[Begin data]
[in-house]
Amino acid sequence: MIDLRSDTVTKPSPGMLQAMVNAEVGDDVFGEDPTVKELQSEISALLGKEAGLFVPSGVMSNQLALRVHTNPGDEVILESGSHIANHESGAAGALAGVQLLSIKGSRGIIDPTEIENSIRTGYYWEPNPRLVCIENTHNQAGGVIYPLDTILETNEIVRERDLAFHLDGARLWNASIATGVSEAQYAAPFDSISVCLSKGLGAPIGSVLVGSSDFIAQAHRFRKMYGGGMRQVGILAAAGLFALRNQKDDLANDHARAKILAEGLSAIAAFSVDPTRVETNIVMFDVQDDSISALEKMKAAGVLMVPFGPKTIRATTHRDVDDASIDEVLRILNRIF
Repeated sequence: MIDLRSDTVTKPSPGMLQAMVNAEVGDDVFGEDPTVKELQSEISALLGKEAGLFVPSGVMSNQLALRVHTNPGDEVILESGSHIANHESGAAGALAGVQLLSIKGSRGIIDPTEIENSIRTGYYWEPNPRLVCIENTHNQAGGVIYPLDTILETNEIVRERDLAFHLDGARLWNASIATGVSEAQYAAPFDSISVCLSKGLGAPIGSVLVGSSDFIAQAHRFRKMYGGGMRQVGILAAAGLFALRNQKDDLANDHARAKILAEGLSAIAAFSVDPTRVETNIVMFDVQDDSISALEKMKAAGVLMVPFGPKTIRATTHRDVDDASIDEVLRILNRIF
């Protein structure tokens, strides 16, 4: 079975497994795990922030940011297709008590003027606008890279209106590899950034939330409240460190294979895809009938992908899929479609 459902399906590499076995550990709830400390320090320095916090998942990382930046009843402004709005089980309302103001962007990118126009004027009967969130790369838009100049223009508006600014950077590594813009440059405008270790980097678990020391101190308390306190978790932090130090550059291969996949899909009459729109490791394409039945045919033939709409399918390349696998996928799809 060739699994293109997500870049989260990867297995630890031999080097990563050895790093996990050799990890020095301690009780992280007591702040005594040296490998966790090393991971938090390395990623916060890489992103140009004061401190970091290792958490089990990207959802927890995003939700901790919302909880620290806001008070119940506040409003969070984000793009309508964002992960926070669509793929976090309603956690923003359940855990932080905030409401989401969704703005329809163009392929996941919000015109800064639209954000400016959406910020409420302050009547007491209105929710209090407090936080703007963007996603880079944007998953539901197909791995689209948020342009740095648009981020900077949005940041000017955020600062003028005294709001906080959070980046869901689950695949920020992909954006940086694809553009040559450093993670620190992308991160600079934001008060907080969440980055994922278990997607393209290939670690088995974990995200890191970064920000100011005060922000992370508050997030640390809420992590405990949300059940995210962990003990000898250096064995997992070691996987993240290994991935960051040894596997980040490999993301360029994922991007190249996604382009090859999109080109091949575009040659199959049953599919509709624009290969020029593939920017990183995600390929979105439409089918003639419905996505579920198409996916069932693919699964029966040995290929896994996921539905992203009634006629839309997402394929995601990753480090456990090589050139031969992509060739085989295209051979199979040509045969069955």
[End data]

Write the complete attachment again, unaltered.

[in-house]
Amino acid sequence: MIDLRSDTVTKPSPGMLQAMVNAEVGDDVFGEDPTVKELQSEISALLGKEAGLFVPSGVMSNQLALRVHTNPGDEVILESGSHIANHESGAAGALAGVQLLSIKGSRGIIDPTEIENSIRTGYYWEPNPRLVCIENTHNQAGGVIYPLDTILETNEIVRERDLAFHLDGARLWNASIATGVSEAQYAAPFDSISVCLSKGLGAPIGSVLVGSSDFIAQAHRFRKMYGGGMRQVGILAAAGLFALRNQKDDLANDHARAKILAEGLSAIAAFSVDPTRVETNIVMFDVQDDSISALEKMKAAGVLMVPFGPKTIRATTHRDVDDASIDEVLRILNRIF
Repeated sequence: MIDLRSDTVTKPSPGMLQAMVNAEVGDDVFGEDPTVKELQSEISALLGKEAGLFVPSGVMSNQLALRVHTNPGDEVILESGSHIANHESGAAGALAGVQLLSIKGSRGIIDPTEIENSIRTGYYWEPNPRLVCIENTHNQAGGVIYPLDTILETNEIVRERDLAFHLDGARLWNASIATGVSEAQYAAPFDSISVCLSKGLGAPIGSVLVGSSDFIAQAHRFRKMYGGGMRQVGILAAAGLFALRNQKDDLANDHARAKILAEGLSAIAAFSVDPTRVETNIVMFDVQDDSISALEKMKAAGVLMVPFGPKTIRATTHRDVDDASIDEVLRILNRIF
């Protein structure tokens, strides 16, 4: 079975497994795990922030940011297709008590003027606008890279209106590899950034939330409240460190294979895809009938992908899929479609 459902399906590499076995550990709830400390320090320095916090998942990382930046009843402004709005089980309302103001962007990118126009004027009967969130790369838009100049223009508006600014950077590594813009440059405008270790980097678990020391101190308390306190978790932090130090550059291969996949899909009459729109490791394409039945045919033939709409399918390349696998996928799809 060739699994293109997500870049989260990867297995630890031999080097990563050895790093996990050799990890020095301690009780992280007591702040005594040296490998966790090393991971938090390395990623916060890489992103140009004061401190970091290792958490089990990207959802927890995003939700901790919302909880620290806001008070119940506040409003969070984000793009309508964002992960926070669509793929976090309603956690923003359940855990932080905030409401989401969704703005329809163009392929996941919000015109800064639209954000400016959406910020409420302050009547007491209105929710209090407090936080703007963007996603880079944007998953539901197909791995689209948020342009740095648009981020900077949005940041000017955020600062003028005294709001906080959070980046869901689950695949920020992909954006940086694809553009040559450093993670620190992308991160600079934001008060907080969440980055994922278990997607393209290939670690088995974990995200890191970064920000100011005060922000992370508050997030640390809420992590405990949300059940995210962990003990000898250096064995997992070691996987993240290994991935960051040894596997980040490999993301360029994922991007190249996604382009090859999109080109091949575009040659199959049953599919509709624009290969020029593939920017990183995600390929979105439409089918003639419905996505579920198409996916069932693919699964029966040995290929896994996921539905992203009634006629839309997402394929995601990753480090456990090589050139031969992509060739085989295209051979199979040509045969069955």